Page:Omnibuses and Cabs.djvu/194

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174
Omnibuses and Cabs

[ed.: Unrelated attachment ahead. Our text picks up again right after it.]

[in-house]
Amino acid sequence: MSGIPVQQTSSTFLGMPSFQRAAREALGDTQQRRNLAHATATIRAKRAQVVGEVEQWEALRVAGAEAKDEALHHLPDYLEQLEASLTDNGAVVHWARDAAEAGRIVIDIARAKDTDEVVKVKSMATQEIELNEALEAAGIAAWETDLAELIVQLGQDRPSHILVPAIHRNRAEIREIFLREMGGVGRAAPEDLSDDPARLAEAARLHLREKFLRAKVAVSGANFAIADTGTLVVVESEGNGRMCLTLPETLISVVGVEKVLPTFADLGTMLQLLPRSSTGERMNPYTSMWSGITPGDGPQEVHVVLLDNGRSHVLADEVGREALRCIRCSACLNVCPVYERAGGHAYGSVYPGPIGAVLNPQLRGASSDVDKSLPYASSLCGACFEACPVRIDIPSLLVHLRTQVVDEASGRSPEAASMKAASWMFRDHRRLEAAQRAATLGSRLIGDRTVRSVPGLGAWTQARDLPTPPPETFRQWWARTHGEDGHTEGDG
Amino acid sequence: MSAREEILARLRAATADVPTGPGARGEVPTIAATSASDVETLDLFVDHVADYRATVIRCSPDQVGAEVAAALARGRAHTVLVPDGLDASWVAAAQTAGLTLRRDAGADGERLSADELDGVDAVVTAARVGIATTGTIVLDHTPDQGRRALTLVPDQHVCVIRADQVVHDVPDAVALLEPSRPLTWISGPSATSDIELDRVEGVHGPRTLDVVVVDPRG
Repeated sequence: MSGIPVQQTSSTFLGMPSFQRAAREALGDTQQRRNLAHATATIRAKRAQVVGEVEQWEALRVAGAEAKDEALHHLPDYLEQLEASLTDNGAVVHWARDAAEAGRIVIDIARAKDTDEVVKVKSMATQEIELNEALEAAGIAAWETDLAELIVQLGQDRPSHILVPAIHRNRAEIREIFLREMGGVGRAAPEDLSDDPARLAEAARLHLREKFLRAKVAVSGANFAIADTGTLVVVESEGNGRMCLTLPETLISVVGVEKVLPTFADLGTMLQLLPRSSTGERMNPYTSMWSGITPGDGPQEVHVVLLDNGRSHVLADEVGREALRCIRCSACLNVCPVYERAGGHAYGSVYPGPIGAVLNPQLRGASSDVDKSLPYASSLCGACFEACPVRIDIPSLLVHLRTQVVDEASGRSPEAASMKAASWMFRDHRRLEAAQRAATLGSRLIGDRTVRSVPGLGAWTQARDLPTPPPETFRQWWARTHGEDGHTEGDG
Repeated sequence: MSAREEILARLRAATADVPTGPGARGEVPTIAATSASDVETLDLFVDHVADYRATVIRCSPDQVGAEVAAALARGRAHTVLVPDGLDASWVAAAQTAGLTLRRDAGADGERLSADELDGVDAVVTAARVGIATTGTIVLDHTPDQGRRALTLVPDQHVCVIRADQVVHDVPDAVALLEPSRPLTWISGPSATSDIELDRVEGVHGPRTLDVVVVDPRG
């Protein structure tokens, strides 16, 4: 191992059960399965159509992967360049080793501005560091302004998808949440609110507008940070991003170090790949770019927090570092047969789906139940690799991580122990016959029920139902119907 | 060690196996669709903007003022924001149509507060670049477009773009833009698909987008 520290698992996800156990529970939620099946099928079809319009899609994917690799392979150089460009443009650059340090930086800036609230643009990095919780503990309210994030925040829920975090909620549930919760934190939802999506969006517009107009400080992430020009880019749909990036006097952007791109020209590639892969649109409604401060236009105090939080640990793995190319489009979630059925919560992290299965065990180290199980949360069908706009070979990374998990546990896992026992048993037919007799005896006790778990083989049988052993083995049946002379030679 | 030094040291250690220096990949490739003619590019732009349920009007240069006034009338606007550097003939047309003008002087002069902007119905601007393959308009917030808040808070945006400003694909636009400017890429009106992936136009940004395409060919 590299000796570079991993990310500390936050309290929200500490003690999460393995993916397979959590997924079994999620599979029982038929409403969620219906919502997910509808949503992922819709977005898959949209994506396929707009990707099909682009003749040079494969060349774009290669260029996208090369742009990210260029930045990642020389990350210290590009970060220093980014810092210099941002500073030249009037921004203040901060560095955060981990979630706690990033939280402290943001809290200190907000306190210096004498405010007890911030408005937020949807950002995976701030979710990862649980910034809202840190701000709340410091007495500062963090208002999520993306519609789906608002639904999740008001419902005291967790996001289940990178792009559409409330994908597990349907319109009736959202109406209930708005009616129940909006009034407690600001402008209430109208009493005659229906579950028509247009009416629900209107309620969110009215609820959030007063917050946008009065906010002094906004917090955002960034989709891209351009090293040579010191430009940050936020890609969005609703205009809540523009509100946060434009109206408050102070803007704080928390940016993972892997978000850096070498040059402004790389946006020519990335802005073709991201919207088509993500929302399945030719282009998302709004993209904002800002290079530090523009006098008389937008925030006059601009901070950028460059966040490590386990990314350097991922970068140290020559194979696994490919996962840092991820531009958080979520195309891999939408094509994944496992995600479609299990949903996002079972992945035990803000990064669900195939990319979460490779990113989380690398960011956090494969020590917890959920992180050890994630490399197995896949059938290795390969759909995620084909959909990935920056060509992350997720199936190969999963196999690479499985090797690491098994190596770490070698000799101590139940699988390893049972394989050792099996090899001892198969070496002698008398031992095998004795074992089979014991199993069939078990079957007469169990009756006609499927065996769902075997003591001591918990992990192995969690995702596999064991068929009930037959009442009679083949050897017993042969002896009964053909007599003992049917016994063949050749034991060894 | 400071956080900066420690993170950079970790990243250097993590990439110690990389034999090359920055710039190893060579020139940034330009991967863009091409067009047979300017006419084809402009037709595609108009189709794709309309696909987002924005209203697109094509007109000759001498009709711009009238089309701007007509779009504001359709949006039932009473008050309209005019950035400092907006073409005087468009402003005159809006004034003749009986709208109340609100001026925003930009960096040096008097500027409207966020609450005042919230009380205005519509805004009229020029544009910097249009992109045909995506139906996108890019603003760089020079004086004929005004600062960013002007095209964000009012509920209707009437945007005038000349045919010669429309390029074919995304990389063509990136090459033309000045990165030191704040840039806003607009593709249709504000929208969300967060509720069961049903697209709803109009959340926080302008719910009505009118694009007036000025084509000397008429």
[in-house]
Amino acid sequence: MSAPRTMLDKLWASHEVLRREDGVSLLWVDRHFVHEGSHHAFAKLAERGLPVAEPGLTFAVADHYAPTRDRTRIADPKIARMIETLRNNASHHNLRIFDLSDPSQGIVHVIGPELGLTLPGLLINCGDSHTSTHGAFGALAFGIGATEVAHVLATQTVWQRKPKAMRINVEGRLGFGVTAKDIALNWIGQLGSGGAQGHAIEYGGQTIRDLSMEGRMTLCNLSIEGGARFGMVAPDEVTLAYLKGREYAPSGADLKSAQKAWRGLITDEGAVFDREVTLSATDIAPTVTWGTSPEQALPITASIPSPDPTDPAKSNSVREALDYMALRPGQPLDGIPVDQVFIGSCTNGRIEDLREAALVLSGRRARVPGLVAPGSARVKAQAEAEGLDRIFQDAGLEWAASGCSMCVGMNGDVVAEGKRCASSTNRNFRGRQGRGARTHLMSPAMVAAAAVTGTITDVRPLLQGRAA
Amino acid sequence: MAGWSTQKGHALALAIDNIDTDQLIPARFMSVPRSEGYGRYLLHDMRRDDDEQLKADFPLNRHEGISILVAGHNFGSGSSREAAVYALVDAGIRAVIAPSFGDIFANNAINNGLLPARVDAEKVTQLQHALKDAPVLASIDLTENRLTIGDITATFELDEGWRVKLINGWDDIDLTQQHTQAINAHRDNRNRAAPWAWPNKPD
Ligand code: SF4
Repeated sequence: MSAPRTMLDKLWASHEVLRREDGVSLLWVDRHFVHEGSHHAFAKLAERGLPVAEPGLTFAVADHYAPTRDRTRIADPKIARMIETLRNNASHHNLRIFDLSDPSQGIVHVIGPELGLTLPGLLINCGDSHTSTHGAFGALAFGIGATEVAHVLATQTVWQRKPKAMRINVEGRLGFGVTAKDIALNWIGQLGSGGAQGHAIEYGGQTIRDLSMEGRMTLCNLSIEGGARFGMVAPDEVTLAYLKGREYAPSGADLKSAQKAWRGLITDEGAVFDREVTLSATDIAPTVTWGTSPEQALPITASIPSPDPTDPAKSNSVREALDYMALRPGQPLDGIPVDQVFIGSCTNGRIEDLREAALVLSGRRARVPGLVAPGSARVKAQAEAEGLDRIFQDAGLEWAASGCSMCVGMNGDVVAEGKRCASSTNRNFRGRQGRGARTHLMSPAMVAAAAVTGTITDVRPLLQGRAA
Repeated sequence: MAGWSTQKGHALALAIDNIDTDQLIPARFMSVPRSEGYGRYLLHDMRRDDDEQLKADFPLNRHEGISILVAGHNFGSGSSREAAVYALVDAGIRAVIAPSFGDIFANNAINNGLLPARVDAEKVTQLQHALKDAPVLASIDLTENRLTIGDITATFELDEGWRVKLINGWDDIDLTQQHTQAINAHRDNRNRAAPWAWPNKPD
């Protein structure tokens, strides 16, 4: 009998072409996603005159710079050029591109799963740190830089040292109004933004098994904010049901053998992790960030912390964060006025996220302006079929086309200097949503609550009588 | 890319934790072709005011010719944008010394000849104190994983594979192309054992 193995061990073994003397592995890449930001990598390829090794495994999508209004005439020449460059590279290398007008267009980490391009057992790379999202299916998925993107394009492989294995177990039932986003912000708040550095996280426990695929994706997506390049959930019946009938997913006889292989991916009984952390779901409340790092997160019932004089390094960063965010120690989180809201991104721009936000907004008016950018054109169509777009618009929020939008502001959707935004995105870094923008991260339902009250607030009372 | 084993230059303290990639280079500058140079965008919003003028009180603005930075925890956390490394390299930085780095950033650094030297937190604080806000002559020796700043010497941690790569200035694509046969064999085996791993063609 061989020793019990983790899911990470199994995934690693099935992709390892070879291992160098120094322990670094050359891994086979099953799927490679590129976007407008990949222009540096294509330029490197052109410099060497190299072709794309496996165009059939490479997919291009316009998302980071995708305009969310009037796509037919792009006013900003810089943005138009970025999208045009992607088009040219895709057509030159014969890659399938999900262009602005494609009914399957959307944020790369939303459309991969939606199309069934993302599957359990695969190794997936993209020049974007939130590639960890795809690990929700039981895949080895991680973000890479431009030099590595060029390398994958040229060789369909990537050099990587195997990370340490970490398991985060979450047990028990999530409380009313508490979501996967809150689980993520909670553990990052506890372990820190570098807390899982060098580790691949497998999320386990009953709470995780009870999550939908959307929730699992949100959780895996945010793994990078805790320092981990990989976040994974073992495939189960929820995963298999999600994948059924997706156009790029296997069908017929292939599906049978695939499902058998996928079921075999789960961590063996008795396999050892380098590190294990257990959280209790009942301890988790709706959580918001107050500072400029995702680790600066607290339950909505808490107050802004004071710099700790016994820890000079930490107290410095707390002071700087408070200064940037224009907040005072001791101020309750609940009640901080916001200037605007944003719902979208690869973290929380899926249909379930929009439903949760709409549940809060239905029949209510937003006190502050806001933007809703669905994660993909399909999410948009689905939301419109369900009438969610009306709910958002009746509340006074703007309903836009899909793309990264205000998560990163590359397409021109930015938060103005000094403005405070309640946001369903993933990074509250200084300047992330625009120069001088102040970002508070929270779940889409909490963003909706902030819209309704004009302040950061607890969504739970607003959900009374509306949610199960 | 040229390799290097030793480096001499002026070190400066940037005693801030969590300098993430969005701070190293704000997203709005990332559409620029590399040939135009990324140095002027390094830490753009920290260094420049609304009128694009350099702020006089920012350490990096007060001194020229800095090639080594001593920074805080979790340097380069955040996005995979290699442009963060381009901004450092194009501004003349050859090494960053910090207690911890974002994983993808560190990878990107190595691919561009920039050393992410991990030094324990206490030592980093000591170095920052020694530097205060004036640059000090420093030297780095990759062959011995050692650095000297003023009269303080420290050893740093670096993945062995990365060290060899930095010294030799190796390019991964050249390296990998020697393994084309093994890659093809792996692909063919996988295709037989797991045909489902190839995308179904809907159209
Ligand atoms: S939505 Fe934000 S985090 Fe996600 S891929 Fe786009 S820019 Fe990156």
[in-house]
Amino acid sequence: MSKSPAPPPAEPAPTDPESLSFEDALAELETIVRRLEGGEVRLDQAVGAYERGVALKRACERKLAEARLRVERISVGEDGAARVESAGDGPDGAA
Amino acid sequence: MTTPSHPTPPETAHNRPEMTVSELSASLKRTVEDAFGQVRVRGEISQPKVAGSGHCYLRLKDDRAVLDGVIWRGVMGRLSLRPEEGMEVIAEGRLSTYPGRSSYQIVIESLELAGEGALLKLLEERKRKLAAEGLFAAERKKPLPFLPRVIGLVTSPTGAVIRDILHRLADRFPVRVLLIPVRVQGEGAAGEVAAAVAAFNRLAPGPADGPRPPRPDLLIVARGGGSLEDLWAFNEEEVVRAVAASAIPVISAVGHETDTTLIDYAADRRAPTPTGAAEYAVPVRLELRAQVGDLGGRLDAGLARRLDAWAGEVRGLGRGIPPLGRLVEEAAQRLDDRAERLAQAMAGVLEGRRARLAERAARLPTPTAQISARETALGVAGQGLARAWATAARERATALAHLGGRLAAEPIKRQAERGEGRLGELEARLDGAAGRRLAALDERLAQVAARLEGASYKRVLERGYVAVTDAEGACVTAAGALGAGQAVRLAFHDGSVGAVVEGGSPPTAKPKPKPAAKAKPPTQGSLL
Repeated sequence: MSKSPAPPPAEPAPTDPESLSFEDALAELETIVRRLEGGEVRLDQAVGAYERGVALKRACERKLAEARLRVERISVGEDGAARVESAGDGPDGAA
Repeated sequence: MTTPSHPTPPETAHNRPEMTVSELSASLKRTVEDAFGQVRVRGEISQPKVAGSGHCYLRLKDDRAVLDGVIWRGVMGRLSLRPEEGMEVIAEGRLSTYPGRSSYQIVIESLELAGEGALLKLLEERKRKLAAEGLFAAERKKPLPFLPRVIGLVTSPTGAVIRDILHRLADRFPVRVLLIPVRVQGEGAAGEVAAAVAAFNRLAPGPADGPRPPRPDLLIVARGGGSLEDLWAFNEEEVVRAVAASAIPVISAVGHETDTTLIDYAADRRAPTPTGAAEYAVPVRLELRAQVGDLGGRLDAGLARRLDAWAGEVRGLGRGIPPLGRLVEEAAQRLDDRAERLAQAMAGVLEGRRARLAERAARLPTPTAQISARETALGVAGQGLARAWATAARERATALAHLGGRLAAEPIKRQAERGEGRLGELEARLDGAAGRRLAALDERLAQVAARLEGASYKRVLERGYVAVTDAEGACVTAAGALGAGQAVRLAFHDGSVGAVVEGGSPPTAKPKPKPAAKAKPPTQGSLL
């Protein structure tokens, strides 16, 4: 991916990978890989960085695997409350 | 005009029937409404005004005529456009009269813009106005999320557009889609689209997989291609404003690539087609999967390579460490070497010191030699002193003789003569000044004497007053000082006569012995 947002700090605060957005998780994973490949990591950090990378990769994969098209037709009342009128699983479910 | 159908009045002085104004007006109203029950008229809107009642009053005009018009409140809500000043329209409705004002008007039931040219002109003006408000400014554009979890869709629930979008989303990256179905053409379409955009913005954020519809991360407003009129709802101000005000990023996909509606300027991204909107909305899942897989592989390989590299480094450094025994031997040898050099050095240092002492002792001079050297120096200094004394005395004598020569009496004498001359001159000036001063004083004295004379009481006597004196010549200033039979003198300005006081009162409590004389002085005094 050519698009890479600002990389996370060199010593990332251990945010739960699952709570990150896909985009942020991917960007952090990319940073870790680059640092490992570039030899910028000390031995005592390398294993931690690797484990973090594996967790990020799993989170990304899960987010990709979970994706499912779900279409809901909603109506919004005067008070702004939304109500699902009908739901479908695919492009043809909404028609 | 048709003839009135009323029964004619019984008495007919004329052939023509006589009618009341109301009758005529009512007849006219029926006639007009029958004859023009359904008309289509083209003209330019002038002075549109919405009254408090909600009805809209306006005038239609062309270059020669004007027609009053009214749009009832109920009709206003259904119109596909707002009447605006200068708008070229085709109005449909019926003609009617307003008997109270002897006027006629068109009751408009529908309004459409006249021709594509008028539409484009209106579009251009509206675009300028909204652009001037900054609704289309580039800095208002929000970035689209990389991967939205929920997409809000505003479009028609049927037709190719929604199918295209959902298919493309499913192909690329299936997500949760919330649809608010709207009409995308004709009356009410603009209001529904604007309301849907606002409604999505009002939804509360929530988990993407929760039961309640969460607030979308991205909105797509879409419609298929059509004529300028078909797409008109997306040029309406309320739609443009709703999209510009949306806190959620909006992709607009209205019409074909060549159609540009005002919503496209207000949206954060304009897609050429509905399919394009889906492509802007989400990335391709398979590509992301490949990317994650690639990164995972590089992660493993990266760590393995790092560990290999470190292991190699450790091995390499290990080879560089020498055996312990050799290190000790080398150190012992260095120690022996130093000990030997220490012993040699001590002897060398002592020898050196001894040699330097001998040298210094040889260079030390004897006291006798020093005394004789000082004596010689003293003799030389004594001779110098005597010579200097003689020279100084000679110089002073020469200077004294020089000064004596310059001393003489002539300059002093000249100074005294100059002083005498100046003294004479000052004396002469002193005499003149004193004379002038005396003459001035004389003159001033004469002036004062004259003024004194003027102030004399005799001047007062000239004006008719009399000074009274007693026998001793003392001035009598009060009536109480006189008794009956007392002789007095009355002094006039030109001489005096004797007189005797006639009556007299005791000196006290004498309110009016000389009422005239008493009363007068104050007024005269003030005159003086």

Two or three bullies always ride on the long-distance pirate omnibuses, and their fellow-travellers, as a rule, have not the slightest suspicion that they are not ordinary passengers. Of course they pay the second fare without a murmur, and if any other passenger does not follow their example they express great astonishment that any one could be so mean as to attempt to swindle a poor 'bus conductor. Generally that contemptuous speech has the desired effect—the passenger submits to being cheated. But sometimes a man is smart enough to guess that the indignant passengers are friends of the conductor, and is rash enough to say so. If he looks the kind of man that can be frightened, the bullies discard their rôle of being disinterested passengers, and join the conductor in swearing at him and threatening him alternately with personal violence and the police. Frequently those threats cause the passenger and his friends to pay up without any further complaints; but sometimes the bullies meet with a surprise—the passengers threaten them. Now, the pirate conductor, although frequently a big beery-faced fellow, is usually a cowardly cur, and his dislike of a thrashing is